Dave, fame, and Haines: Celebrity, suicide, and the etiquette of envy
Dave Matthews took a careful sip of his coffee. He'd just been to the dentist, and the right side of his face was noticeably swollen.
"The guy's standing there prying open my mouth, scrapping the crap off my teeth and making my gums bleed and telling me about what a fan his daughter is– and could I sign a t-shirt for him after my cavity was filled," Matthews said.
He took another sip of coffee, and it dribbled down his chin. Behind us, the barista girls working the counter at Greenberry's were trying to act like it wasn't such a big deal to have a rock star in the room.
"Is it bad?" Matthews said, almost sheepishly. "Do I look stupid?"
"You can hardly notice it," I lied.
Matthews smiled and cocked his eyebrow, a familiar gesture that had become iconic to millions of fans. "You know, I was thinking about Haines the other day. It's funny you asked me to talk about him."
Everyone has a Haines story, a story about how he turned his light on them. I wondered what Dave's was.
"He was definitely an influence for a while." Matthews took another careful sip of his coffee. "You know," said Matthews, adopting an uncharacteristically serious tone, "I think about suicide a lot."
It was early 2001, and we had met to talk about Haines Fullerton, a local musician, bartender, and muse who had killed himself five years earlier, so the comment wasn't completely out of the blue. Still, it wasn't what I had expected to hear from a man about to make the cover of Rolling Stone for the first time. Or was it?
In 1994, just days after Kurt Cobain shot himself, writer John Updike was asked to comment on the suicide and describe the spiritual crises of rock stars.
"I think all of mankind operates in the shadow of spiritual crisis," Updike said. "Rock stars– they're simply middle-class kids whose dreams have come true too soon, and maybe because they're very reckless and self-infatuated, they're trying to become angels. That was certainly the feeling you had in the late '60s and early '70s, when so many of the real stars just went down like rockets: Joplin, Hendrix, and others."
"You think about suicide?" I asked.
Matthews nodded solemnly.
"Of course, I'd never really do it because of how it would affect other people," Matthews said, abruptly changing gears, "particularly those I love. I couldn't do that to them."
Matthews' sudden shift seemed to come on the heels of my puzzled look, as if he were suddenly afraid of being a downer, or had revealed too much too fast, or been caught trying to affect a brooding darkness he really didn't have, or was simply trying to upstage Haines. It was hard to tell where he was coming from.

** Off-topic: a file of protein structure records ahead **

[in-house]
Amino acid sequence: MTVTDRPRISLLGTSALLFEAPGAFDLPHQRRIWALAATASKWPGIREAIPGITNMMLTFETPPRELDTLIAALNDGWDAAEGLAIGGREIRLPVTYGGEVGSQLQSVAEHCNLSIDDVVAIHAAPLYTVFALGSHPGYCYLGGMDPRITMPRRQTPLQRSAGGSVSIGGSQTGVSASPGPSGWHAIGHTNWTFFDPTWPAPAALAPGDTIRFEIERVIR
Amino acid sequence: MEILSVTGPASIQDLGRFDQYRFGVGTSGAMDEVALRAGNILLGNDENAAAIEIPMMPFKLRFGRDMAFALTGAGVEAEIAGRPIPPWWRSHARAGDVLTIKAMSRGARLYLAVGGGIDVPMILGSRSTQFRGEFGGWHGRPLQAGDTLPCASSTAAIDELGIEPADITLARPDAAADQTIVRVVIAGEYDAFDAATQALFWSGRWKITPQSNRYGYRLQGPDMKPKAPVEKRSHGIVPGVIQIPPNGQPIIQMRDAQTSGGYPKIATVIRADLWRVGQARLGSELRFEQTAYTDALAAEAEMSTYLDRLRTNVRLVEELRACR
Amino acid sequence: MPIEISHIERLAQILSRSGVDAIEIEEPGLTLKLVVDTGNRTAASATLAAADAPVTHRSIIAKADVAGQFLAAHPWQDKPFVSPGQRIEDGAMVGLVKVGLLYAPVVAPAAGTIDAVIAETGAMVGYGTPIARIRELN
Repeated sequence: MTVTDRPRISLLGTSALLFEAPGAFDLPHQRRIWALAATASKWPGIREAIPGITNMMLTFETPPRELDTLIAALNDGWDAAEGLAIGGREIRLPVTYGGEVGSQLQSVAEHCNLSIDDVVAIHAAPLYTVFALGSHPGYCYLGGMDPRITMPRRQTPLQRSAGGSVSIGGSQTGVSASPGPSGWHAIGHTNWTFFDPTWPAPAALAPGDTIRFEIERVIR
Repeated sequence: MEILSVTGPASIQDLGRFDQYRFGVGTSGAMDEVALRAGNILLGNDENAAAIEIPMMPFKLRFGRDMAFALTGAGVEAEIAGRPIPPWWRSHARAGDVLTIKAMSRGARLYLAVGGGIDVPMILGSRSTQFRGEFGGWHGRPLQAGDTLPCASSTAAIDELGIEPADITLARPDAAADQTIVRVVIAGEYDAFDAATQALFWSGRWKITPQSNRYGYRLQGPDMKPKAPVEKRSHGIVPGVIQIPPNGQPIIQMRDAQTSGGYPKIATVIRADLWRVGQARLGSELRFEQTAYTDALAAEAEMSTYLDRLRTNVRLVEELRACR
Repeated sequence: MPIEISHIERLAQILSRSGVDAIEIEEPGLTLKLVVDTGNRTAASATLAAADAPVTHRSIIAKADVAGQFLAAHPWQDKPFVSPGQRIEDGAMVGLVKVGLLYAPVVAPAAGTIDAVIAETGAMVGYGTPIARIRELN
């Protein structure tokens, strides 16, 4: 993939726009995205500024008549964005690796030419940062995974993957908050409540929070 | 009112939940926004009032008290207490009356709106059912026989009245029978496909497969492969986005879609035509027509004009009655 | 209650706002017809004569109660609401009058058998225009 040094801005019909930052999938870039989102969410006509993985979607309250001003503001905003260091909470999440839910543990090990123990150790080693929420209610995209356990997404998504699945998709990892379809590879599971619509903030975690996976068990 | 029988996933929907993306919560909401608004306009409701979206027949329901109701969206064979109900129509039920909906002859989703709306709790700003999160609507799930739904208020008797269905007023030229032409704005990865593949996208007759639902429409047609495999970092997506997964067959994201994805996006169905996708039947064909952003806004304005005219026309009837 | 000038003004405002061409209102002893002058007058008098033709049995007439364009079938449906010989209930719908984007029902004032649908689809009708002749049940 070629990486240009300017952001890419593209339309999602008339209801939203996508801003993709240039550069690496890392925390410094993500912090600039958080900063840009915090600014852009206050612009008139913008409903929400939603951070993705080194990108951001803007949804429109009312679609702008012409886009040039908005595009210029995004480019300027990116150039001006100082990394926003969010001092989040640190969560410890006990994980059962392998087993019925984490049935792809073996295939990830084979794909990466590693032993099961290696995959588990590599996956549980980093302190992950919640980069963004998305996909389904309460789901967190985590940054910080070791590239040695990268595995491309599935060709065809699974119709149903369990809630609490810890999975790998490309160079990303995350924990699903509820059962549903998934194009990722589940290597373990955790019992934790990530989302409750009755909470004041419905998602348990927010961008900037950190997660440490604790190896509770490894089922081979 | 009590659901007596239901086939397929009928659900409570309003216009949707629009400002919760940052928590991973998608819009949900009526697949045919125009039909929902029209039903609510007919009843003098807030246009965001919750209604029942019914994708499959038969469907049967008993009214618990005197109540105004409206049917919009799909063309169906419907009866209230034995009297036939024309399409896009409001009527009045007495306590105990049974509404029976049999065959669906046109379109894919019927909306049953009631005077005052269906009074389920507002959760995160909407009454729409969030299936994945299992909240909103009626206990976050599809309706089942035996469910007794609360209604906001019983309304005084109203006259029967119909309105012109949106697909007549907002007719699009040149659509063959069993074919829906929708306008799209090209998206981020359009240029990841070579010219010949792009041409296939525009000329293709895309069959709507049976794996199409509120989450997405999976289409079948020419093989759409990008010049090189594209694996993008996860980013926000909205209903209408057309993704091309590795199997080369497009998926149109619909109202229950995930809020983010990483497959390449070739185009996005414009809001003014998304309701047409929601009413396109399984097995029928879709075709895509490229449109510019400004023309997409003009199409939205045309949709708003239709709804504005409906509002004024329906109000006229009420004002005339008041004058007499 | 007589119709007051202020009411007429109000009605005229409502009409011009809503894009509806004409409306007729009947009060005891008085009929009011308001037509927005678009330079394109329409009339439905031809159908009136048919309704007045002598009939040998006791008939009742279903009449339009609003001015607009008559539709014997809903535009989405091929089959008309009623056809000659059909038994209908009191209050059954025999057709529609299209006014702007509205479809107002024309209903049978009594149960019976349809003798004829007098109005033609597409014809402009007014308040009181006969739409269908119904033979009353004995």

"This may sound harsh, considering we're talking about Haines," Matthews went on, "but I see it as a selfish thing to do. The thing is, Haines was unselfish to the point of wanting to kind of erase himself.
"I remember jamming with him, and he'd come up with some chord progression or fragment of a song I liked, and he'd say, 'Here, take it, use it, it's yours.' And I was like, 'No, it's yours, I'm not going to take it.' Later on, when he set up an early recording session for the band in Memphis, we could hardly tell he was there in the studio because he was scurrying around, checking sound levels, staying out of the way like he was trying to be invisible."
I was interested in Fullerton's own flirtation with rock stardom and the demise of his band, The Deal, which flourished in the mid-'80s.
Nearly a quarter century after the band's founding, Deal fans still talk in nostalgic terms about the undiscovered treasure of the music and their affection for Haines, as if they were a phenomenon that poignantly marked a certain time, a phenomenon that the broader culture had failed to discover and embrace.
Certainly, the story of The Deal has all the elements of a classic rock tragedy, a kind of perfect dark parallel to the success of the DMB. In addition, the two rock narratives are intertwined.
Both Haines and Deal front-man Mark Roebuck had songwriting credits on DMB albums, Roebuck for "The Song that Jane Likes" and Haines for "#34." Roebuck and Matthews had also recorded a tape together in 1989, and it was Roebuck who first convinced Matthews to perform at an open mic night at the old Eastern Standard.
The Deal was formed in 1979 in Charlottesville by Mark Roebuck, Eric Schwartz, Haines Fullerton, Hugh Patton, and Jim Jones. By 1981, the band had earned a full-page spread in Andy Warhol's Interview magazine, in which they were described as a new group dedicated to "high harmonies and low morals, the East Coast answer to the Beach Boys sound."